What’s next for the longevity business?


Investors like Larry Ellison, Jeff Bezos, and Peter Thiel have spent billions to live longer. The appeal is clear: more time to devote to loved ones, to achieve goals and to live new experiences.

But the prospect of extending life also raises a host of thorny societal, economic and philosophical questions. And while there is general acceptance of some fundamentals, like the importance of exercise and not smoking, there is still a debate about how long a lifespan can be extended and how exactly to do it. to extend them.

David Sinclair, a Harvard biologist, has been studying aging and how to slow it down for over a decade. He is also the founder of at least 12 biotech start-ups and sits on the boards of several others.

DealBook spoke with Dr. Sinclair at an event last week on the business and science of extending life, using insightful questions from our readers. Here are some of the key takeaways from the conference.

Longevity research would work differently if aging were classified as a disease by the Food and Drug Administration. Since aging is not considered a disease – because it is natural and affects all humans – the FDA does not have a regulatory process to approve a drug for it. It also means that there is less regulation around various supplements and treatments that claim to fight aging. “I would like the FDA to declare this to be a disease, and start treating it, and when we do, we’ll have much bigger health gains,” Dr. Sinclair said.

In the absence of a clear regulatory path, drug developers have focused their efforts on treating diseases associated with aging, such as glaucoma. For example, Unity Biotechnology, a publicly traded biotechnology company specializing in these diseases, last week reported positive data from a safety study on a new drug for the treatment of advanced vascular eye diseases. The same company suffered a major setback last year when its knee osteoarthritis drug failed in a trial to show improvements over a placebo.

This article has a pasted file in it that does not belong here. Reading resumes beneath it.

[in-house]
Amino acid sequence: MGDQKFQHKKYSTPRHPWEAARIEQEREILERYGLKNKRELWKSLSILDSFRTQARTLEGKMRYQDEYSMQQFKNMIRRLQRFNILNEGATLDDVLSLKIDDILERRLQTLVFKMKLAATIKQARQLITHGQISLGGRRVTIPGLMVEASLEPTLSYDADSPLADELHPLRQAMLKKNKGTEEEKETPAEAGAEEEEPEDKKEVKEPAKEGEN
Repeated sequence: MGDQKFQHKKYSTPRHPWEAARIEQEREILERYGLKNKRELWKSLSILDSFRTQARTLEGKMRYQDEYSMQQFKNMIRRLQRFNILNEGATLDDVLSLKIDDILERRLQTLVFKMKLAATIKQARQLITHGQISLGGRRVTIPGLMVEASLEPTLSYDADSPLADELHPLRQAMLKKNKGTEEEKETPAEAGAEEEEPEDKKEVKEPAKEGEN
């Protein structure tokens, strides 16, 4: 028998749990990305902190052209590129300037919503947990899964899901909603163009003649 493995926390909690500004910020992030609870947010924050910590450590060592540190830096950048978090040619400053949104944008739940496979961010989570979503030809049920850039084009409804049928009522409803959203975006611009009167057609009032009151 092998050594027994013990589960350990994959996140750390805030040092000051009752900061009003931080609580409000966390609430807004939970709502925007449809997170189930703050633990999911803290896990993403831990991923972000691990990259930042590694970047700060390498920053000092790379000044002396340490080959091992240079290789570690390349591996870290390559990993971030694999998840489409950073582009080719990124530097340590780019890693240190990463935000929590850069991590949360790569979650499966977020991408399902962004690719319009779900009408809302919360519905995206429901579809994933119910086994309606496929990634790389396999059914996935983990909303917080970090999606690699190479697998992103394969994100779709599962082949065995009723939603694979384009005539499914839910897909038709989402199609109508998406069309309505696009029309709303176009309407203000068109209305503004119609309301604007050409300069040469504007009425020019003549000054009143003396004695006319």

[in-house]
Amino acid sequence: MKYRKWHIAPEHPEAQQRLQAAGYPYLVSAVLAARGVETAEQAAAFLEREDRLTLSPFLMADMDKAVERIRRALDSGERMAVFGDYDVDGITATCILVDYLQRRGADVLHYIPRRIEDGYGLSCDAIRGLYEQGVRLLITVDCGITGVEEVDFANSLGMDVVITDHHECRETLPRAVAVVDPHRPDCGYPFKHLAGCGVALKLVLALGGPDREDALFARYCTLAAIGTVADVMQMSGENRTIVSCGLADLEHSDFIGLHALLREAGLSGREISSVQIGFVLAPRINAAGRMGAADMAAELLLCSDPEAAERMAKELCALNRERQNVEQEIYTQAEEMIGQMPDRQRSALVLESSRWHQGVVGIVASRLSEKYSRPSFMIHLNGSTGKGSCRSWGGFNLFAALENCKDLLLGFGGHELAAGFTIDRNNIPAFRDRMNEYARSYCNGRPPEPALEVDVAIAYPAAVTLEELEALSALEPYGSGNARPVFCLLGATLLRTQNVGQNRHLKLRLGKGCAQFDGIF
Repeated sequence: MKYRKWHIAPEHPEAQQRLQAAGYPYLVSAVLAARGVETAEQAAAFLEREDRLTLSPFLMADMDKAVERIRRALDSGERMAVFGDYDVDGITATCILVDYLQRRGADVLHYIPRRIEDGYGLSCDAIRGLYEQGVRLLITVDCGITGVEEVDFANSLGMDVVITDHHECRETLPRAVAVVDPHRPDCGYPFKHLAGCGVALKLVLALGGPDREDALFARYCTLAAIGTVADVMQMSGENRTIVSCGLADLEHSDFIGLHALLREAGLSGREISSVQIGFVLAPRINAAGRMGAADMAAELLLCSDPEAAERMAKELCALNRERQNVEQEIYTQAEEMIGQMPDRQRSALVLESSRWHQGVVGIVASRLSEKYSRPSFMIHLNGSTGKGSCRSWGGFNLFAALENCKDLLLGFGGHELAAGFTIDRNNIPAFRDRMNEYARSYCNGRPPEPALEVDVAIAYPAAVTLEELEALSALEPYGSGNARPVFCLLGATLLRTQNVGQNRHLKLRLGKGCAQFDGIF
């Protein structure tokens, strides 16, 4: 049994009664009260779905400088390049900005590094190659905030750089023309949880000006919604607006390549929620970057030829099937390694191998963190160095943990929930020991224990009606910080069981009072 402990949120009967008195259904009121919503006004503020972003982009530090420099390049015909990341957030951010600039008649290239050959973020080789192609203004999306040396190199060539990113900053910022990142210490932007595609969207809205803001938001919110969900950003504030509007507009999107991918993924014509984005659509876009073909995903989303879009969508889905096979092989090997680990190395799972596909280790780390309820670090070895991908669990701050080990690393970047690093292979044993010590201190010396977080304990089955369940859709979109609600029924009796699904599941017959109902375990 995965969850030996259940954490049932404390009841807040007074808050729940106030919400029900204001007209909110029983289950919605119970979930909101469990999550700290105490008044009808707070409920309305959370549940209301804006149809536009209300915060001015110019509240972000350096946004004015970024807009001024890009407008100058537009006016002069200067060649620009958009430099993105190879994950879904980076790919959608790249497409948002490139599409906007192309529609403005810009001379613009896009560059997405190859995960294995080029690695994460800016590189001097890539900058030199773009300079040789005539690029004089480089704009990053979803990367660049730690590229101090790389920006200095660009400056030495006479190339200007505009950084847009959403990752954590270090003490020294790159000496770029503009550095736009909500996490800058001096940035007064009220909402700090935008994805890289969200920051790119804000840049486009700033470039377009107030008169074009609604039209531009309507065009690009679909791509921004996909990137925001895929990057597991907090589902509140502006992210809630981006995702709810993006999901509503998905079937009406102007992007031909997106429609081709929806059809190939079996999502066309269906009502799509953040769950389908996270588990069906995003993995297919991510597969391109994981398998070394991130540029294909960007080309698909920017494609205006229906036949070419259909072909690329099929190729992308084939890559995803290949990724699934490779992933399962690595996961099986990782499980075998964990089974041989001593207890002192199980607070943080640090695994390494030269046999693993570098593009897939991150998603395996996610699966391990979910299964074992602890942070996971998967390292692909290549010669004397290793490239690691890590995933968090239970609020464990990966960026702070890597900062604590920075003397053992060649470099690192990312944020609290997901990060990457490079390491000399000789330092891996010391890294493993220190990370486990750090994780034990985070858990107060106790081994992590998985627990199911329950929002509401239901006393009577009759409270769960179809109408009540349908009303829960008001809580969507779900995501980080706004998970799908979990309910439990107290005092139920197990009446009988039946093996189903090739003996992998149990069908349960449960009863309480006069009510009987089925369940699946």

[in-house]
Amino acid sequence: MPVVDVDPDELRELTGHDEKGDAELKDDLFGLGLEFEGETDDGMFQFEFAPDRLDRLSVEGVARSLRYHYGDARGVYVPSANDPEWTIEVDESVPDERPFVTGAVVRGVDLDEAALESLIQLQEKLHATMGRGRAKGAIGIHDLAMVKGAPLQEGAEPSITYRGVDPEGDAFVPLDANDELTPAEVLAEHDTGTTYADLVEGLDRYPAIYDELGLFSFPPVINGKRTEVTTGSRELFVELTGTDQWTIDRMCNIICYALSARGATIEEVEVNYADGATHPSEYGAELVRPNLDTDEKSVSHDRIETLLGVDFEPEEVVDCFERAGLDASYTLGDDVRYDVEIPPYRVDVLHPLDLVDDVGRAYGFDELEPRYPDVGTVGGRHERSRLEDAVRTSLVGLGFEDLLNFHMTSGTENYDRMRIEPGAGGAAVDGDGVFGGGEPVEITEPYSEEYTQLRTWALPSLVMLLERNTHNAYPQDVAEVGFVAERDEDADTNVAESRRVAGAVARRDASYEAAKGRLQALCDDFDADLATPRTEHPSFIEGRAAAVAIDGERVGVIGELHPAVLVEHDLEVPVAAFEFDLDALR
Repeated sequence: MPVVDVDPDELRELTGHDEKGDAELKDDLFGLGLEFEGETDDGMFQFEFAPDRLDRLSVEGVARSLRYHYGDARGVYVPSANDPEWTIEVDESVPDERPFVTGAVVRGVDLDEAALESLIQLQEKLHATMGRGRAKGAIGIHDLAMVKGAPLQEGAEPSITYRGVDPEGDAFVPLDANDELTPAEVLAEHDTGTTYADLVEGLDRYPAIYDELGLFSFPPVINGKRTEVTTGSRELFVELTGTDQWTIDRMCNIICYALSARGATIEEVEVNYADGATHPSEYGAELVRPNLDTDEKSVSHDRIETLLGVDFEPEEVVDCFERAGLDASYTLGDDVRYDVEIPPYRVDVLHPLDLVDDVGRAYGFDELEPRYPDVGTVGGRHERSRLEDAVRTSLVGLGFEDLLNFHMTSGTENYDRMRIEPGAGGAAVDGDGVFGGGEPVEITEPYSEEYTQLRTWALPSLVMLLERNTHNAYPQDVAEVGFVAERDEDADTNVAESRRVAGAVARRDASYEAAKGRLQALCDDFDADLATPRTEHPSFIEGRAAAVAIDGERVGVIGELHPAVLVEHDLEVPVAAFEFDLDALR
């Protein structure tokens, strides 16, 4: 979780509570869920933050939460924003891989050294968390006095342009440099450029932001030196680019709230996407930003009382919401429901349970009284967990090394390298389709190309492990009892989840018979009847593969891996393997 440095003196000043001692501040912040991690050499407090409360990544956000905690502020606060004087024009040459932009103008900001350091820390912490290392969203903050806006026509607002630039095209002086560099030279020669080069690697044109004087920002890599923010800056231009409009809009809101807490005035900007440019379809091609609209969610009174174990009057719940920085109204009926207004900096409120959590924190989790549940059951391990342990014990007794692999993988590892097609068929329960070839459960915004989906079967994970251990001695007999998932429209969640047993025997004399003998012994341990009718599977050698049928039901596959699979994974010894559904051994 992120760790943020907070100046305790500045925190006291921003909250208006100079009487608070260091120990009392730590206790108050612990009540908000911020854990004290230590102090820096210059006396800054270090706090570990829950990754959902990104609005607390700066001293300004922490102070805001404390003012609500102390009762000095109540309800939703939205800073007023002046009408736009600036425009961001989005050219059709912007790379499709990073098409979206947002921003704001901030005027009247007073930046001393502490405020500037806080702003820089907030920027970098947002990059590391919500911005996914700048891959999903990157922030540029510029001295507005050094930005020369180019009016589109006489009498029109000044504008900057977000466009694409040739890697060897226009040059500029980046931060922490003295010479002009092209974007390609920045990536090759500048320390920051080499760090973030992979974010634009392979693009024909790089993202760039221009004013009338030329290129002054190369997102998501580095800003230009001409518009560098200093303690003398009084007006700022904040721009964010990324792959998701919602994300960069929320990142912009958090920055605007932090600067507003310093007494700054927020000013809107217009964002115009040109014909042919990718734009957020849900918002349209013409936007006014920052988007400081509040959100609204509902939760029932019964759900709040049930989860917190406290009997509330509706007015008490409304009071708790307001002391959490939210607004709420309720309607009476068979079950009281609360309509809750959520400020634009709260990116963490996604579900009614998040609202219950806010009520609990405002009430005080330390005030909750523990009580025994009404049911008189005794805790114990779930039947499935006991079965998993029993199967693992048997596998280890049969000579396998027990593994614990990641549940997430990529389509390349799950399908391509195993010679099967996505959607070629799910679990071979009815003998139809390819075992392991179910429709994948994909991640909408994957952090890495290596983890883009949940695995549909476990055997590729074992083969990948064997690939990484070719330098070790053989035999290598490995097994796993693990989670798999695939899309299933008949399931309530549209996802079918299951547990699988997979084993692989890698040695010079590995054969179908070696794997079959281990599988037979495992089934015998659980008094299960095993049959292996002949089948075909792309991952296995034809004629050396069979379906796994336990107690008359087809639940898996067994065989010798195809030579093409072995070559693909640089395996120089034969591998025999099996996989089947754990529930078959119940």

Living longer could have broad economic benefits, but there could be other costs. Dr Sinclair was the co-author of a report earlier this year claiming that the increase in average lifespan in the United States by a decade could create an economic value of around $ 360 trillion, representing both money saved in categories such as health care and additional expenses for people who live healthier longer. (The average lifespan last year was around 77 years, a low of almost two decades, mainly due to deaths linked to Covid 19.)

Living longer and in better health could arguably inject money into the economy. But there are other costs, like pressure on the planet. “If there were more humans on the planet, there will always be more stress you place on the environment,” said Dr Sinclair, although he believes a drop in fertility could compensate. some increase in service life. He highlighted innovations in areas such as clean energy as possible countermeasures to the climate burden of a higher population.

And what about the personal costs of longevity – with so many Americans already struggling to save for retirement? Retirement wealth has accumulated almost exclusively among high-income households, while middle- and low-income households have remained stable or lost ground. Dr Sinclair has argued that money “that is currently wasted on medical care” can be used for “a whole lot of things”, citing retraining, social security, among other programs.

But living longer would probably still mean working longer. “The only thing I don’t think will happen is that we will be able to retire at the same age,” said Dr Sinclair.

We are on the “first flight step” of longevity research, according to Dr. Sinclair. Critics of longevity research argue that the millions that investors have invested in longevity are focused on enriching only the rich, and that the money would be better spent on more immediate problems. Dr Sinclair, however, compared longevity research to early work in industries like air travel, which were originally funded and offered primarily to the wealthy. “The people who invest in this are the rich – they have to be,” Dr. Sinclair said of longevity research. “This is how capitalism works and it has worked well.”

Its goal, he says, is to “democratize” longevity drugs, education and knowledge. As for the role of an academic in the field of longevity, he said, “it is now unusual at Harvard Medical School not to be involved in the industry in one way or another and there are a lot of entrepreneurs around me ”.


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